If I understand this answer correctly the difference between an Index with Is Unqiue on and a Unique Key is mainly cosmetic.

In the MSSQL interface when I switch to a Unique Key the Ignore Duplicate Keys gets disabled.

Am I understanding something wrong? I would like to use Ignore Duplicate Keys in this case. What are the consequences when I do an Index with Is Unique versus a Unique Key.

Type Index with Is Unique (dropdown enabled):

Index with IsUnique On

Type Unique Key (dropdown disabled):

Unique Key

  • UNIQUE means unique every value can only exist once in the column, so enabling Ignore Duplicate Keys makes absolutely no sense whatsoever
    – nbk
    Commented Feb 28 at 23:20
  • @nbk it allows you to maintain a unique index and disallow conflicting entries without an error being raised. It does not allow duplicate keys into a unique index. Commented Feb 28 at 23:28
  • the pint stands, even for an index ait doesn't make any sense to allow duplicates, if no dupliates can be entered why still allowing itß
    – nbk
    Commented Feb 29 at 0:15
  • @nbk this is an application where I have large amount of concurrent users (+30.000) - I just need to ensure a large batch of rows exist at some point in time. BulkInsert seems to have a much higher performance so I use that. The idea is that this saves performance, because the duplicate check is anyway done. Otherwise it's done twice. Once by me, once by SQL.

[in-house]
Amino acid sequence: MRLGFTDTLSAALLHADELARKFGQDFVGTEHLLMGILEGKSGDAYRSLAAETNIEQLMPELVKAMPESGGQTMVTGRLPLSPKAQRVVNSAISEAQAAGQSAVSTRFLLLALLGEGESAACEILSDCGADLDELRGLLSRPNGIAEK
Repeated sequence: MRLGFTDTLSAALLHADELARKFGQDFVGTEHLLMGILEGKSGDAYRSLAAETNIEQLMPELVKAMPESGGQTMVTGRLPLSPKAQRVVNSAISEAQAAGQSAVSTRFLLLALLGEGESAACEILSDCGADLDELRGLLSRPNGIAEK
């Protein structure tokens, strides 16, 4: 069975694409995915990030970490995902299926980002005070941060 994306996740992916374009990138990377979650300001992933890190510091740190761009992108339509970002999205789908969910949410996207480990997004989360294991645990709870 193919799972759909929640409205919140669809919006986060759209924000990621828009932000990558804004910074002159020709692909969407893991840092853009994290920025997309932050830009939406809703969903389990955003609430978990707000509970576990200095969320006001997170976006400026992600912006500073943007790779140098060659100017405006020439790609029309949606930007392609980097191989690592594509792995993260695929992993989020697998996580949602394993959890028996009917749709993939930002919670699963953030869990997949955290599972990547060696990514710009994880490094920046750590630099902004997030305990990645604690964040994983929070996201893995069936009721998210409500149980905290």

– Dirk Boer
    Commented Feb 29 at 1:05
  • 1
    @ITThugNinja You can point FKs at both in SQL Server. And the doc you linked refers to indexes not constraints. As you can see, this option is disallowed on constraints. dbfiddle.uk/p7zjHobN Commented Feb 29 at 2:02

1 Answer 1


the difference between an Index with Is Unqiue on and a Unique Key is mainly cosmetic.

No, the point is that unique constraints are just declarative entities, you simply declare that some fields or their combination in your table is unique and you don't care how this will be implemented, so for example my colleagues-developers that uses some Entity Framework just make some clicks on a table without thinking what they really create and this will work in any RDBMS. So they don't even know about indexes but have basic database knowlege and this permites them to declare uniqueness.

Here comes on the physical implementation, every unique constraint is implemented by creating the simplest unique index on these fields and for application developer it can be enough but you may want to have full control of this as you want to use it as index and not only constraint, index is another entity with more options you can use, for example you may want to include some field in the include clause of this unique index as all your queries retrieve this additional field by passing the unique key value, you just do not want to maintain too similar indexes and with the constraint declaration you cannot do this. Another example is that option you wanted to use, ignore_dup_key, or you just want to make unique all the values that are not null, in this case you also use unique index and cannot use just a unique declaration, and your filtered index definition maybe more complex, you may want to enforce uniqueness for only one client id and you create your unique filtered index only for this specific ClientId

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